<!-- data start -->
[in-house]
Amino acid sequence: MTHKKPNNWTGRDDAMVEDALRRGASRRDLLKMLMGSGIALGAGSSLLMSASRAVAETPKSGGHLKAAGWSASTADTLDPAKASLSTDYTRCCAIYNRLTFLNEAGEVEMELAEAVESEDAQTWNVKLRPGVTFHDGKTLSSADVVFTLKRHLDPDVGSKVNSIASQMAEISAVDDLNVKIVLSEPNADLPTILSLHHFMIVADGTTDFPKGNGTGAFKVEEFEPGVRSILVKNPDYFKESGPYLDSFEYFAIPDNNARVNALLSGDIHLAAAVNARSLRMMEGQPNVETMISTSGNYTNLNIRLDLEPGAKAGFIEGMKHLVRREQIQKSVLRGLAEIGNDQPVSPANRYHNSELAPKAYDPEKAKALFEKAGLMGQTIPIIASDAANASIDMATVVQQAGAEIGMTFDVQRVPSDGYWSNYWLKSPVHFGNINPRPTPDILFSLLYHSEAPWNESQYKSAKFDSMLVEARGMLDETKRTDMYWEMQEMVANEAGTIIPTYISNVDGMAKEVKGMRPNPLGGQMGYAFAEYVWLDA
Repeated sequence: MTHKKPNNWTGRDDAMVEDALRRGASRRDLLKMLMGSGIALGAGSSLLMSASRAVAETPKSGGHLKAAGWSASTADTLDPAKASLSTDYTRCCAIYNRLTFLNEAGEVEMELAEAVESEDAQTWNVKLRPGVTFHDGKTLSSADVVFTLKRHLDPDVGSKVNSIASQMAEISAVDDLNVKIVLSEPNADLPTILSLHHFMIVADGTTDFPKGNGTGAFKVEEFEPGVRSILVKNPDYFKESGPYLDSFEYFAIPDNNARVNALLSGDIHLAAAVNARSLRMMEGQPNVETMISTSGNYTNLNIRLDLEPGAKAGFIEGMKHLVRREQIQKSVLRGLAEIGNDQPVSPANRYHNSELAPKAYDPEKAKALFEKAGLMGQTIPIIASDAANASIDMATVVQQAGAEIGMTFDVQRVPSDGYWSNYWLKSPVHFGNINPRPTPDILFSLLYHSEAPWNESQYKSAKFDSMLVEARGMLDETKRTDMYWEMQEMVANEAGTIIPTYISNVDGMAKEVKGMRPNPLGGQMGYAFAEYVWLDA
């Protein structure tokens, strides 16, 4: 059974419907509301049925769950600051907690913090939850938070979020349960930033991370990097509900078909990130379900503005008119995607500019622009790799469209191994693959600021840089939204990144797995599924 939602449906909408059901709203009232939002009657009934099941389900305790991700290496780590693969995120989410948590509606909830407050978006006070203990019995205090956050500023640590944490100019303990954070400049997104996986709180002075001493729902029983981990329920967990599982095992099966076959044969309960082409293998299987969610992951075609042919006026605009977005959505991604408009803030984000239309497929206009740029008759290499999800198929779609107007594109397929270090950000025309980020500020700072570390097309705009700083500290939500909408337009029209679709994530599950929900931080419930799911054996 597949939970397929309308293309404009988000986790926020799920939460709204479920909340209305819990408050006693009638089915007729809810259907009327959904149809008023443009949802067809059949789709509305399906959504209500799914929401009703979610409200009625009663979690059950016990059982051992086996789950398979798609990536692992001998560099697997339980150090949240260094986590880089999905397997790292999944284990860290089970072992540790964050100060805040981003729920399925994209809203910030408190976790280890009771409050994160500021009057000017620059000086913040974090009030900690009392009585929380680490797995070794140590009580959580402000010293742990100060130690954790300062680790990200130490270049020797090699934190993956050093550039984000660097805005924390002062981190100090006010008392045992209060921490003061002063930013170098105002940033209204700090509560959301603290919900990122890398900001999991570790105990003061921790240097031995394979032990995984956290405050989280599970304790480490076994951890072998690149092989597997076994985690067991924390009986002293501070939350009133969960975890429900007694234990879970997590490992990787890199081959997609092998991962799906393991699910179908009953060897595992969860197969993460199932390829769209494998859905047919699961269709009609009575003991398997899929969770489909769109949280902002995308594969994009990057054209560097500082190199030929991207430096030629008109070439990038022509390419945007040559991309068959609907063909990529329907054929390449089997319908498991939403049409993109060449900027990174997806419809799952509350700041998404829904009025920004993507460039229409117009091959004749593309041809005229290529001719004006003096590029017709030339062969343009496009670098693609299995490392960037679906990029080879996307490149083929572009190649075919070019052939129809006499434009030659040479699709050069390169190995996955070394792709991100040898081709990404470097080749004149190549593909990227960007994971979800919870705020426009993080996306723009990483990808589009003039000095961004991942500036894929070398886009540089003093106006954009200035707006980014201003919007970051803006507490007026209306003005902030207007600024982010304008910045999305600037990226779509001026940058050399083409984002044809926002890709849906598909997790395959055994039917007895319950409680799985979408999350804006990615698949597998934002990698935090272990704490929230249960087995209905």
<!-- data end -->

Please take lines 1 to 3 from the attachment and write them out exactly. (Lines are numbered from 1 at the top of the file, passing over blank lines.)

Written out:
[in-house]
Amino acid sequence: MTHKKPNNWTGRDDAMVEDALRRGASRRDLLKMLMGSGIALGAGSSLLMSASRAVAETPKSGGHLKAAGWSASTADTLDPAKASLSTDYTRCCAIYNRLTFLNEAGEVEMELAEAVESEDAQTWNVKLRPGVTFHDGKTLSSADVVFTLKRHLDPDVGSKVNSIASQMAEISAVDDLNVKIVLSEPNADLPTILSLHHFMIVADGTTDFPKGNGTGAFKVEEFEPGVRSILVKNPDYFKESGPYLDSFEYFAIPDNNARVNALLSGDIHLAAAVNARSLRMMEGQPNVETMISTSGNYTNLNIRLDLEPGAKAGFIEGMKHLVRREQIQKSVLRGLAEIGNDQPVSPANRYHNSELAPKAYDPEKAKALFEKAGLMGQTIPIIASDAANASIDMATVVQQAGAEIGMTFDVQRVPSDGYWSNYWLKSPVHFGNINPRPTPDILFSLLYHSEAPWNESQYKSAKFDSMLVEARGMLDETKRTDMYWEMQEMVANEAGTIIPTYISNVDGMAKEVKGMRPNPLGGQMGYAFAEYVWLDA
Repeated sequence: MTHKKPNNWTGRDDAMVEDALRRGASRRDLLKMLMGSGIALGAGSSLLMSASRAVAETPKSGGHLKAAGWSASTADTLDPAKASLSTDYTRCCAIYNRLTFLNEAGEVEMELAEAVESEDAQTWNVKLRPGVTFHDGKTLSSADVVFTLKRHLDPDVGSKVNSIASQMAEISAVDDLNVKIVLSEPNADLPTILSLHHFMIVADGTTDFPKGNGTGAFKVEEFEPGVRSILVKNPDYFKESGPYLDSFEYFAIPDNNARVNALLSGDIHLAAAVNARSLRMMEGQPNVETMISTSGNYTNLNIRLDLEPGAKAGFIEGMKHLVRREQIQKSVLRGLAEIGNDQPVSPANRYHNSELAPKAYDPEKAKALFEKAGLMGQTIPIIASDAANASIDMATVVQQAGAEIGMTFDVQRVPSDGYWSNYWLKSPVHFGNINPRPTPDILFSLLYHSEAPWNESQYKSAKFDSMLVEARGMLDETKRTDMYWEMQEMVANEAGTIIPTYISNVDGMAKEVKGMRPNPLGGQMGYAFAEYVWLDA